The past year has been stressful for everyone, to say the least, and according to the American Psychological Association, pandemic-related stress comes with serious health consequences including changes to weight, sleep and alcohol use. First responders already face high exposure to traumatic stress incidents, so we caught up with Dr. Margaret Gavian, licensed psychologist and medical director of MnFIRE, to find out how the added stressors of the pandemic are impacting firefighters:
What new challenges have those in the fire service been experiencing during the pandemic?
Firefighters are in one of the most stressful occupations there is, regardless of if they are paid-on-call, volunteer or career. The pandemic put additional stress on top of an already maxed-out fire service. Leaders had to get up to speed quickly on how best to protect their members from an invisible and unknown danger. Departments with firefighters who caught COVID-19 were further stressed by mandatory overtime or understaffing caused by mandatory quarantine periods and ill firefighters.
This is a profession rooted in teamwork and brother and sisterhood, but this year, firefighters were often isolated from one another when not on calls, reducing comradery and support they naturally would get from one another at the station.
Policies and regulations have also been ever-changing. With the uncertainty of the pandemic and medical understanding, there were often differences in protocols between departments, and even within departments. Differences of opinions and inconsistent messaging from leaders made for an even more challenging environment.
The pandemic has been stressful for everyone, but what stressors do firefighters face specifically?
Firefighters are people just like the rest of us. Their families were put under additional stress with children at home, spouses out of work and financial woes, and then had to continue serving their communities who were suffering from the pandemic as well. Moreover, 90% of Minnesota’s fire service are not career firefighters – meaning that they have regular jobs just like the rest of us, jobs that may be experiencing challenges. So, if you’ve experienced stress from the pandemic, and you’re not a firefighter, assume that a firefighter experienced an extra dose of stress for the last year and a half.
I’ve heard stories of loved ones hugging their grandparents goodbye for what was assumed the last time, before they were transported to the hospital. COVID-19 has put pressure on all of us, and mental health has plummeted as a result. Mental health calls, suicides and overdoses are some of the worst kinds of calls firefighters respond to, and suicides and drug overdoses are on the rise due to the effects of the pandemic. So, if our communities are experiencing more stress, the firefighters responding to these communities are too.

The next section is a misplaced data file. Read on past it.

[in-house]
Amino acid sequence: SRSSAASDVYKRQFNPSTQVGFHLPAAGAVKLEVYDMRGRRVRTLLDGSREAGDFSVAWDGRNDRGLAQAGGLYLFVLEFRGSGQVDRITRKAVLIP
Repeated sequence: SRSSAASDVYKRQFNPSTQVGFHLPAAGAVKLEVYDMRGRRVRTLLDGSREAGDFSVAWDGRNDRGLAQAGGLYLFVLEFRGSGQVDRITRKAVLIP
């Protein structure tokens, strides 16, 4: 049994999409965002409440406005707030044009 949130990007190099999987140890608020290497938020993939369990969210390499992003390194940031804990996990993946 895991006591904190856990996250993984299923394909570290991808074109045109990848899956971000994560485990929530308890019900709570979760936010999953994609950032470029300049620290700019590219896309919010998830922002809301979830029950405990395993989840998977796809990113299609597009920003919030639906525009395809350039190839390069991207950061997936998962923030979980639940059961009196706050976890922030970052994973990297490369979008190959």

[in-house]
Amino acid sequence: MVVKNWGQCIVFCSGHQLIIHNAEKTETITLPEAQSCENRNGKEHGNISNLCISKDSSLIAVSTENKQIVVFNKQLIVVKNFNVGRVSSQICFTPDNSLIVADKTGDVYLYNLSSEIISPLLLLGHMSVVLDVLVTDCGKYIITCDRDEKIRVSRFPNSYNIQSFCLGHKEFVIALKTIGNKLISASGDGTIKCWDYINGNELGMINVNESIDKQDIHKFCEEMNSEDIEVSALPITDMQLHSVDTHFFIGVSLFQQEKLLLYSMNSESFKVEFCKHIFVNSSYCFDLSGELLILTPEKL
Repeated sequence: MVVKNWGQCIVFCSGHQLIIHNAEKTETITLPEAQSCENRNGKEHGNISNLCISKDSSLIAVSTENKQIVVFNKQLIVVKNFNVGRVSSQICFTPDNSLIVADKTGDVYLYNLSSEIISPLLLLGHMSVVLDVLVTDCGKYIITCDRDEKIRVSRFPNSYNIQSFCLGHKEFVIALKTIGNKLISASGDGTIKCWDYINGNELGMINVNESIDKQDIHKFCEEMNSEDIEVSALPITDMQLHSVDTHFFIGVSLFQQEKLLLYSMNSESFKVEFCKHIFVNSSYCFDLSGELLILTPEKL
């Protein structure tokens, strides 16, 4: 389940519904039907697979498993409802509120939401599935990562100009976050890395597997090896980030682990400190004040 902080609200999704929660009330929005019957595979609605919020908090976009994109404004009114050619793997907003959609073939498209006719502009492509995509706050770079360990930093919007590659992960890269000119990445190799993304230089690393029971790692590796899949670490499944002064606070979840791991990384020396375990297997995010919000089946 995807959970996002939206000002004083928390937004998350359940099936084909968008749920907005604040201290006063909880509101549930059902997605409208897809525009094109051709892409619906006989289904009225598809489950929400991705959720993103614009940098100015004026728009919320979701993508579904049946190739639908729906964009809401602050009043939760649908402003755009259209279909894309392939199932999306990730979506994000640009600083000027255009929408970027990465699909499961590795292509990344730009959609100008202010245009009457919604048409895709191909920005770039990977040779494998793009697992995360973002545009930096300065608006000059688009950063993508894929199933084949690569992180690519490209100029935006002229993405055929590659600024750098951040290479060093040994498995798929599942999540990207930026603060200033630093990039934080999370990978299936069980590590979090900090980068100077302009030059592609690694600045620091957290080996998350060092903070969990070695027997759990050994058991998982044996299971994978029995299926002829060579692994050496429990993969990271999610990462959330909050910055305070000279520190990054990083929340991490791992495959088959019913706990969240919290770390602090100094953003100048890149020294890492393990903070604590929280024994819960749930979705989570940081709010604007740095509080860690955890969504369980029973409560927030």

What kinds of trends are you seeing now that we’re turning a corner on the pandemic?
While the pandemic may be winding down and departments may have been vaccinated or have gotten used to this new normal, what’s important to realize is that even if we return to a pre-coronavirus baseline, that’s a pretty abysmal baseline. 50% of all firefighters contemplate suicide, and they also experience depression, anxiety, alcohol abuse and posttraumatic stress at much higher rates than the general population – on a good day.
There was already a silent epidemic within the fire service before COVID-19. While firefighters and their leaders bravely went out on the front lines of the pandemic, facing a global threat we didn’t know much about without hesitation, they were already maxed out in many ways. While there is a light at the end of the pandemic tunnel, our work supporting the resilience and mental health of Minnesota’s firefighters is far from over.
How can those in the fire service and their families seek help during this difficult time?
If you’re not feeling like yourself, or you’re feeling burned out, exhausted, irritable or stressed, the important thing to know is that it’s ok. It’s ok to not feel ok. There are resources out there to support firefighters and their families.
If you are in crisis, call MnFIRE’s 24-hour, confidential peer support hotline at 888-784-6634. If you’re a family member or a firefighter, if you’re retired or working, or if you’re simply concerned about a friend, our team of dedicated trained volunteers will work hard to find the right resources for you. If you’re a chief or part of command staff, contact MnFIRE to talk about strategies and training to support your department’s overall mental health.